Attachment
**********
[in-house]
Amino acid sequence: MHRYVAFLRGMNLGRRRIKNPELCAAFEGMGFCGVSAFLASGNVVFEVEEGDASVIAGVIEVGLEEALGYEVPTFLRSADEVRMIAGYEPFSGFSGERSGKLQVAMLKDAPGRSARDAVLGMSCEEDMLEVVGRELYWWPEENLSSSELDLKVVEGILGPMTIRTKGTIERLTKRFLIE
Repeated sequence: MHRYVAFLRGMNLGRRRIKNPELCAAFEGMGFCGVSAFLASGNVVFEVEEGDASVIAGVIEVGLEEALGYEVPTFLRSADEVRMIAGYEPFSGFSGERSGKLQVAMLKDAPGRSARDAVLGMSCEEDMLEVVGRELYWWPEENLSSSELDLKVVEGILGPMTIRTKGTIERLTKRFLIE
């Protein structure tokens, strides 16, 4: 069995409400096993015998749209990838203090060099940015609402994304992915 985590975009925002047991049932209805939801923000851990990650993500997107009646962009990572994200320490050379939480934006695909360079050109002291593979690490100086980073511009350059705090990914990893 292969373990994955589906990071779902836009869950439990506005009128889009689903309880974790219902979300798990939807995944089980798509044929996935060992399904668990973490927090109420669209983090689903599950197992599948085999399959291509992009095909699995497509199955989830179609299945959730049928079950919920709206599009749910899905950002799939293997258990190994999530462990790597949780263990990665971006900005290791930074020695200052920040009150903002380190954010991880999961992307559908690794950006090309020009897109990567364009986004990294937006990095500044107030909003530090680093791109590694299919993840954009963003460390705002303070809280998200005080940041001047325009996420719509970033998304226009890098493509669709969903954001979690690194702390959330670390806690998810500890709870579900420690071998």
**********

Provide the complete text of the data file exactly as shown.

[in-house]
Amino acid sequence: MHRYVAFLRGMNLGRRRIKNPELCAAFEGMGFCGVSAFLASGNVVFEVEEGDASVIAGVIEVGLEEALGYEVPTFLRSADEVRMIAGYEPFSGFSGERSGKLQVAMLKDAPGRSARDAVLGMSCEEDMLEVVGRELYWWPEENLSSSELDLKVVEGILGPMTIRTKGTIERLTKRFLIE
Repeated sequence: MHRYVAFLRGMNLGRRRIKNPELCAAFEGMGFCGVSAFLASGNVVFEVEEGDASVIAGVIEVGLEEALGYEVPTFLRSADEVRMIAGYEPFSGFSGERSGKLQVAMLKDAPGRSARDAVLGMSCEEDMLEVVGRELYWWPEENLSSSELDLKVVEGILGPMTIRTKGTIERLTKRFLIE
């Protein structure tokens, strides 16, 4: 069995409400096993015998749209990838203090060099940015609402994304992915 985590975009925002047991049932209805939801923000851990990650993500997107009646962009990572994200320490050379939480934006695909360079050109002291593979690490100086980073511009350059705090990914990893 292969373990994955589906990071779902836009869950439990506005009128889009689903309880974790219902979300798990939807995944089980798509044929996935060992399904668990973490927090109420669209983090689903599950197992599948085999399959291509992009095909699995497509199955989830179609299945959730049928079950919920709206599009749910899905950002799939293997258990190994999530462990790597949780263990990665971006900005290791930074020695200052920040009150903002380190954010991880999961992307559908690794950006090309020009897109990567364009986004990294937006990095500044107030909003530090680093791109590694299919993840954009963003460390705002303070809280998200005080940041001047325009996420719509970033998304226009890098493509669709969903954001979690690194702390959330670390806690998810500890709870579900420690071998």